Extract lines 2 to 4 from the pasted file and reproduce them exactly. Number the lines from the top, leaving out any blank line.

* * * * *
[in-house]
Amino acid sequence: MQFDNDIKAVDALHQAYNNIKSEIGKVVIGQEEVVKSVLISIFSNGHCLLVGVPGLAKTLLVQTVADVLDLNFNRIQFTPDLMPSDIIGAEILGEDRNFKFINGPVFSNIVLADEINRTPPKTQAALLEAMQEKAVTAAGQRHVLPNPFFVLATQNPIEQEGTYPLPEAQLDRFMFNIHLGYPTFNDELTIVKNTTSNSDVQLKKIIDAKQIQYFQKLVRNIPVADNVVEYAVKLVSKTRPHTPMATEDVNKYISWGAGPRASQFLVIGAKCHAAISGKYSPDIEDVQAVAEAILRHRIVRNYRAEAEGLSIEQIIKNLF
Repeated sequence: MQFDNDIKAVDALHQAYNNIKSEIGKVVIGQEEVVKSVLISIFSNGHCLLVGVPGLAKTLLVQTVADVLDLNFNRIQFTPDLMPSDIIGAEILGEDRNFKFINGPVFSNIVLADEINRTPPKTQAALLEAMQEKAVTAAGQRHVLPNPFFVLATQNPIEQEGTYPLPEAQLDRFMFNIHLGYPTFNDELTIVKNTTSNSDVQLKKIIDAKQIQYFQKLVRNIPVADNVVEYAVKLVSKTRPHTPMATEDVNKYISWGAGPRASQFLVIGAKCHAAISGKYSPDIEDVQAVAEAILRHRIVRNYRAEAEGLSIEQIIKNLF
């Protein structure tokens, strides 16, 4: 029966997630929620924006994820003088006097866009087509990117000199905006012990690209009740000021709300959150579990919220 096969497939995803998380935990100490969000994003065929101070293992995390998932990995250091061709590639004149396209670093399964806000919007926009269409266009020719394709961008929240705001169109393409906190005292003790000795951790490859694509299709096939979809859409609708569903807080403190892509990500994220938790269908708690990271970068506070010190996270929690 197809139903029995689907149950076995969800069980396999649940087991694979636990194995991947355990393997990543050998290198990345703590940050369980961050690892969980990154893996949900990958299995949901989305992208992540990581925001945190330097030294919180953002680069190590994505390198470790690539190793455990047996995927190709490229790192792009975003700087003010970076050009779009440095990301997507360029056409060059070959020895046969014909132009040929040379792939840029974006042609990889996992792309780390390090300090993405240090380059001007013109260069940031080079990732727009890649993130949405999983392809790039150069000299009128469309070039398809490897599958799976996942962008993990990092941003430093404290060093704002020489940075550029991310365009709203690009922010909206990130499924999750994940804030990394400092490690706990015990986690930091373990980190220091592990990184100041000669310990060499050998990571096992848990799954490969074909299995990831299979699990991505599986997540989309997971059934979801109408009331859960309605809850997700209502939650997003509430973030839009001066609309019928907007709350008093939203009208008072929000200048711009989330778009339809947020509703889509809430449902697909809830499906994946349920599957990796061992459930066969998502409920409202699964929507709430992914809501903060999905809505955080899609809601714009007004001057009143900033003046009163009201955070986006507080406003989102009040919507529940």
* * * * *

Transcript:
Amino acid sequence: MQFDNDIKAVDALHQAYNNIKSEIGKVVIGQEEVVKSVLISIFSNGHCLLVGVPGLAKTLLVQTVADVLDLNFNRIQFTPDLMPSDIIGAEILGEDRNFKFINGPVFSNIVLADEINRTPPKTQAALLEAMQEKAVTAAGQRHVLPNPFFVLATQNPIEQEGTYPLPEAQLDRFMFNIHLGYPTFNDELTIVKNTTSNSDVQLKKIIDAKQIQYFQKLVRNIPVADNVVEYAVKLVSKTRPHTPMATEDVNKYISWGAGPRASQFLVIGAKCHAAISGKYSPDIEDVQAVAEAILRHRIVRNYRAEAEGLSIEQIIKNLF
Repeated sequence: MQFDNDIKAVDALHQAYNNIKSEIGKVVIGQEEVVKSVLISIFSNGHCLLVGVPGLAKTLLVQTVADVLDLNFNRIQFTPDLMPSDIIGAEILGEDRNFKFINGPVFSNIVLADEINRTPPKTQAALLEAMQEKAVTAAGQRHVLPNPFFVLATQNPIEQEGTYPLPEAQLDRFMFNIHLGYPTFNDELTIVKNTTSNSDVQLKKIIDAKQIQYFQKLVRNIPVADNVVEYAVKLVSKTRPHTPMATEDVNKYISWGAGPRASQFLVIGAKCHAAISGKYSPDIEDVQAVAEAILRHRIVRNYRAEAEGLSIEQIIKNLF
């Protein structure tokens, strides 16, 4: 029966997630929620924006994820003088006097866009087509990117000199905006012990690209009740000021709300959150579990919220 096969497939995803998380935990100490969000994003065929101070293992995390998932990995250091061709590639004149396209670093399964806000919007926009269409266009020719394709961008929240705001169109393409906190005292003790000795951790490859694509299709096939979809859409609708569903807080403190892509990500994220938790269908708690990271970068506070010190996270929690 197809139903029995689907149950076995969800069980396999649940087991694979636990194995991947355990393997990543050998290198990345703590940050369980961050690892969980990154893996949900990958299995949901989305992208992540990581925001945190330097030294919180953002680069190590994505390198470790690539190793455990047996995927190709490229790192792009975003700087003010970076050009779009440095990301997507360029056409060059070959020895046969014909132009040929040379792939840029974006042609990889996992792309780390390090300090993405240090380059001007013109260069940031080079990732727009890649993130949405999983392809790039150069000299009128469309070039398809490897599958799976996942962008993990990092941003430093404290060093704002020489940075550029991310365009709203690009922010909206990130499924999750994940804030990394400092490690706990015990986690930091373990980190220091592990990184100041000669310990060499050998990571096992848990799954490969074909299995990831299979699990991505599986997540989309997971059934979801109408009331859960309605809850997700209502939650997003509430973030839009001066609309019928907007709350008093939203009208008072929000200048711009989330778009339809947020509703889509809430449902697909809830499906994946349920599957990796061992459930066969998502409920409202699964929507709430992914809501903060999905809505955080899609809601714009007004001057009143900033003046009163009201955070986006507080406003989102009040919507529940």